orbital cellulitis
medical emergency, refer to ER
where do most cases of sinusitis occur in children
ethmoid sinusitis- (frontal sinuses not developed yet) difficult to treat
clinical pearls of sinusitis
seasonal peaks, more common in males, management with surgical drainage and atb
dx of sinusitis
ct scan
intracranial complications of sinusitis
-absence of neurologic s/sx
-early adolescent males
chronic sinusitis and asthmatics
may cause chronic wheezing
acute otitis media defined
acute infection of the middle ear
diagnosis of AOM requires
-requires presence of 3 components (recent, abrupt onset of signs/symptoms of middle ear inflammation, effusion)...ear pain, irritability, otorrhea, and/or fever
-mme confirmed by bulging TM (limited or absent mobility, air-fluid level behind TM, otorrhea)
-distinct erythema of TM (otalgia interfering with normal sleep or activity)
young children and AOM presentation
-fussy, tugging, rubbing ear
AOM is most commonly d/t
-S pneumonia
-also h flu, m cat, rsv
determinants of AOM
-ETD, day care, white, male, family hx, URI, bottle, smoke, asthma, allergies, cleft palate, downs, prior to 2 years old, GERD
eustachian tube in young children
shorter, more horizontal, flaccid, susceptible to viruses
AOM subjective data
-rapid onset
-premature, congenital
-sleep disturbances
-lethargy, vertigo, tinnitus, unsteady gait
-sudden hearing loss
-congestion, rhinorrhea, sneezing
AOM objective data
Middle ear effusion, inflammation, increased vascularity, obscured, absent bony landmarks dt fluid, bullae (fluid filled mass), tympanometry reflects effusion
first principle of treatment in AOM
pain management
-topic analgesics (auralgan ear drops)
-oil sweet oil
-external application of heat, cold
fever management in AOM
ibuprofen, tylenol, NOT ASA
when to give ATB for AOM
-48-72 hours with no improvement or worsening symptoms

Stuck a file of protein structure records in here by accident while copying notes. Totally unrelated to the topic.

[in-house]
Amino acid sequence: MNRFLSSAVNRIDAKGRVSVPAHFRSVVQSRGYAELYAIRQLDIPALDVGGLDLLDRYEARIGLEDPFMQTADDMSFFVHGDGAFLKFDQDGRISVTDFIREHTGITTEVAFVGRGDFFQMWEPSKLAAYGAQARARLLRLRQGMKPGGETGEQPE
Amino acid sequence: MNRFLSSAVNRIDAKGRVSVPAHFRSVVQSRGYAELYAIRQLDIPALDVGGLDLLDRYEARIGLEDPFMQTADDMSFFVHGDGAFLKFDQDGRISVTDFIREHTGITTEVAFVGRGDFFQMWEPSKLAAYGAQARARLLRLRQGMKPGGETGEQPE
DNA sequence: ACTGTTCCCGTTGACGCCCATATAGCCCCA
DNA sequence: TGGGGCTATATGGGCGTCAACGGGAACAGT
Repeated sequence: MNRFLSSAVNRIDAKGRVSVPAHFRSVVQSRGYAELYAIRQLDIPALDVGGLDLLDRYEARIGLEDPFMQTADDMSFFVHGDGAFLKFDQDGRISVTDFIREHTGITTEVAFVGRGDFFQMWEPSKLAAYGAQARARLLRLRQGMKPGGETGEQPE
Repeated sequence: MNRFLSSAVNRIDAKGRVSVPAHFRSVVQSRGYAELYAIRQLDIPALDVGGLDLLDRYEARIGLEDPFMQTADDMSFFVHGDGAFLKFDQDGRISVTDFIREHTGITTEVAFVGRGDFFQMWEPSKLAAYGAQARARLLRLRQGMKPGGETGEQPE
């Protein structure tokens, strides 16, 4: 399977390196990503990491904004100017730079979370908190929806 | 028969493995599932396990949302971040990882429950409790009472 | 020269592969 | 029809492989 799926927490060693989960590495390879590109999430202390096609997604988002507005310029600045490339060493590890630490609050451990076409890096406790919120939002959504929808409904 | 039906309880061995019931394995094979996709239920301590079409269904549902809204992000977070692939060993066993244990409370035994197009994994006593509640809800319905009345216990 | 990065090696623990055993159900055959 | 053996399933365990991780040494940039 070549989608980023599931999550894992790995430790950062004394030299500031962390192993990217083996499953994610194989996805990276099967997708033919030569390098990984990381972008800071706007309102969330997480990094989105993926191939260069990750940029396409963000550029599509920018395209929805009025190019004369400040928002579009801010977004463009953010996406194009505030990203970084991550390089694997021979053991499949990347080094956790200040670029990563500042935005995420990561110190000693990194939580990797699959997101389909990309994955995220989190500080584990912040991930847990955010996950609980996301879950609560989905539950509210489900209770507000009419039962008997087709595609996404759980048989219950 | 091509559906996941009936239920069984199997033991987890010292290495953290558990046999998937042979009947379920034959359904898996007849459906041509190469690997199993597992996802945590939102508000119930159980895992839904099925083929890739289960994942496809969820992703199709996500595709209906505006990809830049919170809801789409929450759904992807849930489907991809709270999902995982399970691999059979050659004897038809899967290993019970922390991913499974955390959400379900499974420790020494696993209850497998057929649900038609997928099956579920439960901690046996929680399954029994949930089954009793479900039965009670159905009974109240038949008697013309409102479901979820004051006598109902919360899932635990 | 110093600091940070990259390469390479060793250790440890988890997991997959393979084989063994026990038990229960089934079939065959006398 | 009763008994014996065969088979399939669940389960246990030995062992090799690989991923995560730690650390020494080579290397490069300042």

-all chn less than 6 months
-6m-2y with definitie dx
-2 yrs old with severe illness
first line antibiotic treatment for AOM
amoxicillin BID
severe AOM atb treatment
with b lactamase bacteria- tx with amoxicillin clauvonate
atb hypersentivity options for AOM treatment
-not type 1- cefdinir, cefpoxdime, cefuroxime
-type 1- azithromycin, clarithromycin
other treatment possibilities for AOM
clinical f/u for AOM
-48-72 hours with no improvement
-3-4 w if clinical improvement
how to treat recurrent AOM
-referral, tubes, broad spectrum ATB
decongestants or antihistamines during AOM
not helpful
when to use antimicrobial ototopical drops for AOM
perforated TM
draining PETs
complications of AOM
-persistant AOM, OME, TM perforation, OE, mastoiditis, cholesteatoma, typanosclerosis, hearing loss, osscile necrosis, cerebral involvement, facial paralysis
prevention and education of AOM
-annual flu vaccine
-sugar free gum
-BF for first 6 months
-avoid daycare
-no pacifiers or bottle propping
-avoid ATB overuse
OME defined
-MEE or fluid without signs and symptoms of acute ear infection
-decreased mobility of TM
-interferes with sound conduction
when does OME occur
spontaneously with ETD after AOM, viral illness, anatomical abnormality, barotrauma, allergies
ETD changes with OME
-middle ear mucosa- secretory, increased mucus production, absorbs water, viscosity, fluid stuck before TM, ETD can cause OME and then become AOM
OME subjective data
-often asymptomatic, afebrile, intermittent or no complaints of ear pain
-fullness in the ear- popping
-hearing loss in older children
-dizziness, impaired balance
-chronic vomiting, failure to thrive
objective data OME (TM findings)
-abnormal appearance (dull, bulging, opaque, landmarks not visible)
-retracted, translucent, visible landmarks
-air fluid level- bullae visible
dx of OME
tympanogram or audigram
unilateral OME indicates
nasopharangeal CA
management of OME
-watchful waiting